With the upcoming release of Baz Luhrmann’s Elvis, I’ll be marking the occasion by reviewing all of Elvis Presley’s 18 #1 hits on Billboard including 11 that topped pre-Hot 100 charts and 7 that topped the Hot 100 after its 1958 inception.
Elvis Presley- “Heartbreak Hotel”
HIT #1: April 21, 1956
STAYED AT #1: 8 weeks
In the history of popular music, there’s a world before Elvis Presley and a world after Elvis Presley. The arrival of Elvis on the music scene in the mid-‘50s represents a major dividing line in pop culture from which there would be no going back. When Elvis transformed from a local sensation to the biggest star in the world garnering him screams from teenage girls and disgust from moral conservatives, this poor boy from Mississippi immediately lit the fuse on a musical revolution that would shift the order of pop music for years to come and is arguably still being felt today. Indeed, it’s very hard to imagine where music would be now if Elvis Presley hadn’t come out when he did. And it all starts with “Heartbreak Hotel,” his first of 18 #1 hits.
The lyrical concept of “Heartbreak Hotel” is a pretty simple one: Elvis’ baby has left him and now he has a new place to dwell at the end of Lonely Street a little place called Heartbreak Hotel. With the way the lyrics are, “Heartbreak Hotel” comes off like an advertisement for the titular place with Elvis inviting everyone who’s been broken-hearted to come to the hotel regardless of how crowded it is where the bellhop’s tears are flowing and the desk clerks are dressed in black. It’s a place so lonely that you could die.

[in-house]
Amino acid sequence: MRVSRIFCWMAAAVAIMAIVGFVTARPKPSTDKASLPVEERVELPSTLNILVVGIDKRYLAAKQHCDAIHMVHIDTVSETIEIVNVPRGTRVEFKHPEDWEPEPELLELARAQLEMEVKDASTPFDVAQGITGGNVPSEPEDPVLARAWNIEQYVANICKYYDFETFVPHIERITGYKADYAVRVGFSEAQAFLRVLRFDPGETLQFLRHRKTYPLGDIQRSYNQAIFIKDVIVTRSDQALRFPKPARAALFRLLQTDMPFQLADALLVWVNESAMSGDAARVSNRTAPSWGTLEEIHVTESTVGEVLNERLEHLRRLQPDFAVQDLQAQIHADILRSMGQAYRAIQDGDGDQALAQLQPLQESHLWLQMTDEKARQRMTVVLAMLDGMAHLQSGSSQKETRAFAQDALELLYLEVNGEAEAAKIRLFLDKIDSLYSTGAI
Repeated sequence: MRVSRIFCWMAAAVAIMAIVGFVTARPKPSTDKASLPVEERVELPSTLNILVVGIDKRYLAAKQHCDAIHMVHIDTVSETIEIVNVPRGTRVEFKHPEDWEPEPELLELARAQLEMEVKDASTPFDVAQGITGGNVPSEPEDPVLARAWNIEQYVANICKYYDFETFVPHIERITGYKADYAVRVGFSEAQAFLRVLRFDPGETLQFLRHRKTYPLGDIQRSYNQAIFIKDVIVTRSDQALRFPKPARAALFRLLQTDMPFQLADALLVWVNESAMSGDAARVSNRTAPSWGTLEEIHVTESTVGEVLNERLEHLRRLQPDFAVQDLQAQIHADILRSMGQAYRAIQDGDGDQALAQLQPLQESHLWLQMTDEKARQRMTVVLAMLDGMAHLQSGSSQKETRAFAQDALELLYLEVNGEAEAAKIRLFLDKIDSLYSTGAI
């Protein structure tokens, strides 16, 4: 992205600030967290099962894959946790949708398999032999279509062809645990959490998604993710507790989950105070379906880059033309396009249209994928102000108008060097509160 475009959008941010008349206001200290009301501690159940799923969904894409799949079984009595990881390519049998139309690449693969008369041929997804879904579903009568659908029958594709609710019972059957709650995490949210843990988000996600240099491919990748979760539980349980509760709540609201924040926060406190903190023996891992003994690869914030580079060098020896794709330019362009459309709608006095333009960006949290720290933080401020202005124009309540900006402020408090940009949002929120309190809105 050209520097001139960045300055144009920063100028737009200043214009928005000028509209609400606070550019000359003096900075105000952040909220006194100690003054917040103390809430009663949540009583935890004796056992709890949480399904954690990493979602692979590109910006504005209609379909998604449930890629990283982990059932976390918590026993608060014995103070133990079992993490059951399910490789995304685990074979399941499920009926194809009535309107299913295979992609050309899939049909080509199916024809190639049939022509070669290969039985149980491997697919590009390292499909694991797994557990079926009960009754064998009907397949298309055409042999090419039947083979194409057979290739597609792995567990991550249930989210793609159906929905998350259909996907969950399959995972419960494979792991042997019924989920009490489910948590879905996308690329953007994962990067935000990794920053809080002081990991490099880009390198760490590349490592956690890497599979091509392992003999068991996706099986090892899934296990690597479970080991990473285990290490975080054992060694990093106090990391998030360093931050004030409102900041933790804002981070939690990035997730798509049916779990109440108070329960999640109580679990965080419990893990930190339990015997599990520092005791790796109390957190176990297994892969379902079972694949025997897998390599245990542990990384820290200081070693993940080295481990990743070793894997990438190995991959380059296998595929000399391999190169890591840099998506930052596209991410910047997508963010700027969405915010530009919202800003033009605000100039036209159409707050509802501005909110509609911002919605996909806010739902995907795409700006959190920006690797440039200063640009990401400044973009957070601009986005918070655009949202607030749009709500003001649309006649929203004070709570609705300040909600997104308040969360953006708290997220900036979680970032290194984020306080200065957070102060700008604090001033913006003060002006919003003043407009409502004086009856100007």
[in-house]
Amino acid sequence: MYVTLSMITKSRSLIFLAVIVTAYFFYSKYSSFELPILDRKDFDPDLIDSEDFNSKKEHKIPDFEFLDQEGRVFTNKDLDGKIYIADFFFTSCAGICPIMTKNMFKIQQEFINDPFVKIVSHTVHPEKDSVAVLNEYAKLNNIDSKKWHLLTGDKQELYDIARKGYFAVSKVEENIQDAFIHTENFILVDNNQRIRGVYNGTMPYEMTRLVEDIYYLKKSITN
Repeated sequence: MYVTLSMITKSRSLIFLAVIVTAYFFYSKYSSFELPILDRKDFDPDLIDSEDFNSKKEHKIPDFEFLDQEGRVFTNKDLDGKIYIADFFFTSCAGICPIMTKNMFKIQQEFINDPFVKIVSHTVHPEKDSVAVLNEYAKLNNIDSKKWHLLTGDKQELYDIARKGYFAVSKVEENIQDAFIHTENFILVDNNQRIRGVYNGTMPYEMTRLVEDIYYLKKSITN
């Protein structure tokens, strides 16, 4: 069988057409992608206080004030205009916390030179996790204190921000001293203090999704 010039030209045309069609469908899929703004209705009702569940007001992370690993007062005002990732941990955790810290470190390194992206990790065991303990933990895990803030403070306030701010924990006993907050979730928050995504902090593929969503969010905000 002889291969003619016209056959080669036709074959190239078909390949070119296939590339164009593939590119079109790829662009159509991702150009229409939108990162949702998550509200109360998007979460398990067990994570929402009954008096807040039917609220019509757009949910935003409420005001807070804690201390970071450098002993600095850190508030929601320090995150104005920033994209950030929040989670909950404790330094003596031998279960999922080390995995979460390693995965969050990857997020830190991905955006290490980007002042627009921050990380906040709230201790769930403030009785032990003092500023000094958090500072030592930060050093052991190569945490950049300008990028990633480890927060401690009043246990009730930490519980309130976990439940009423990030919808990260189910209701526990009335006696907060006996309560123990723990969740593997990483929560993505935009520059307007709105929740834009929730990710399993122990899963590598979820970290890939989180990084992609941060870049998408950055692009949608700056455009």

“Heartbreak Hotel” is by in large a very depressing song yet it doesn’t come out like that with Elvis. He might be singing about his baby leaving him and how he could die but he doesn’t sound the least bit sad. Even here in his early days, the Elvis voice we all know is fully formed wherein one part he’s all full-power energy and in another, he’s in full-on baritone crooning. It’s not about the lyrics in “Heartbreak Hotel” but rather the force of nature in Elvis’ voice that makes the song what it is. In Elvis’ hands, he makes the Heartbreak Hotel sound like a cool even sexy place to go to which explains why many try to emulate him when covering “Heartbreak Hotel” rather than doing it straight as a sad song.
For his debut national hit, “Heartbreak Hotel” feels quieter and softer than what you’d expect for the man who would be forever crowned the King of Rock and Roll. Aside from the guitar stabs and a very ’50s-sounding solo, “Heartbreak Hotel” keeps things very minimal with a descending plucked double bass anchoring the song alongside a quiet drum shuffle and boogie-woogie like piano. When we think of breakout hits from artists, it’s usually with a more upbeat banger type of song instead of something this small sounding. But 1956 was a very different time and what may have sounded groundbreaking then sounds pretty normal now.